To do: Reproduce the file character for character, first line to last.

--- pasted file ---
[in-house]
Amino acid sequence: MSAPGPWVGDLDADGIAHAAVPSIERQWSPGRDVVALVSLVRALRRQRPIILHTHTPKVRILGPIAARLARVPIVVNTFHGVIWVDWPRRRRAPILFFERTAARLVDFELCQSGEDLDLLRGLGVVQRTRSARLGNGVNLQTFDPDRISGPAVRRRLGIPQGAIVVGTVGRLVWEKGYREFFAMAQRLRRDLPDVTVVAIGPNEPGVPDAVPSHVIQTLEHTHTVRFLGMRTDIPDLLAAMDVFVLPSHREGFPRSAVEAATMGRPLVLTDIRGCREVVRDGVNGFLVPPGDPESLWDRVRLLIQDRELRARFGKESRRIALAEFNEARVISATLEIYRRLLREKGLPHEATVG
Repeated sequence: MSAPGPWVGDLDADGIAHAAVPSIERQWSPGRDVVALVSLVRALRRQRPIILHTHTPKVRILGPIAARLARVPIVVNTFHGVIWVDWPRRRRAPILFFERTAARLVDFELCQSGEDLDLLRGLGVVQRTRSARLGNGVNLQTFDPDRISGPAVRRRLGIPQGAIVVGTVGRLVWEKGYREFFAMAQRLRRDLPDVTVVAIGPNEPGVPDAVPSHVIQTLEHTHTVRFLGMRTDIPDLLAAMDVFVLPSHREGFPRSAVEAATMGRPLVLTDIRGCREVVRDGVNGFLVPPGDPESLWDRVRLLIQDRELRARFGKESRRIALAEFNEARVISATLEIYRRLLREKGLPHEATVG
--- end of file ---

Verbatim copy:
[in-house]
Amino acid sequence: MSAPGPWVGDLDADGIAHAAVPSIERQWSPGRDVVALVSLVRALRRQRPIILHTHTPKVRILGPIAARLARVPIVVNTFHGVIWVDWPRRRRAPILFFERTAARLVDFELCQSGEDLDLLRGLGVVQRTRSARLGNGVNLQTFDPDRISGPAVRRRLGIPQGAIVVGTVGRLVWEKGYREFFAMAQRLRRDLPDVTVVAIGPNEPGVPDAVPSHVIQTLEHTHTVRFLGMRTDIPDLLAAMDVFVLPSHREGFPRSAVEAATMGRPLVLTDIRGCREVVRDGVNGFLVPPGDPESLWDRVRLLIQDRELRARFGKESRRIALAEFNEARVISATLEIYRRLLREKGLPHEATVG
Repeated sequence: MSAPGPWVGDLDADGIAHAAVPSIERQWSPGRDVVALVSLVRALRRQRPIILHTHTPKVRILGPIAARLARVPIVVNTFHGVIWVDWPRRRRAPILFFERTAARLVDFELCQSGEDLDLLRGLGVVQRTRSARLGNGVNLQTFDPDRISGPAVRRRLGIPQGAIVVGTVGRLVWEKGYREFFAMAQRLRRDLPDVTVVAIGPNEPGVPDAVPSHVIQTLEHTHTVRFLGMRTDIPDLLAAMDVFVLPSHREGFPRSAVEAATMGRPLVLTDIRGCREVVRDGVNGFLVPPGDPESLWDRVRLLIQDRELRARFGKESRRIALAEFNEARVISATLEIYRRLLREKGLPHEATVG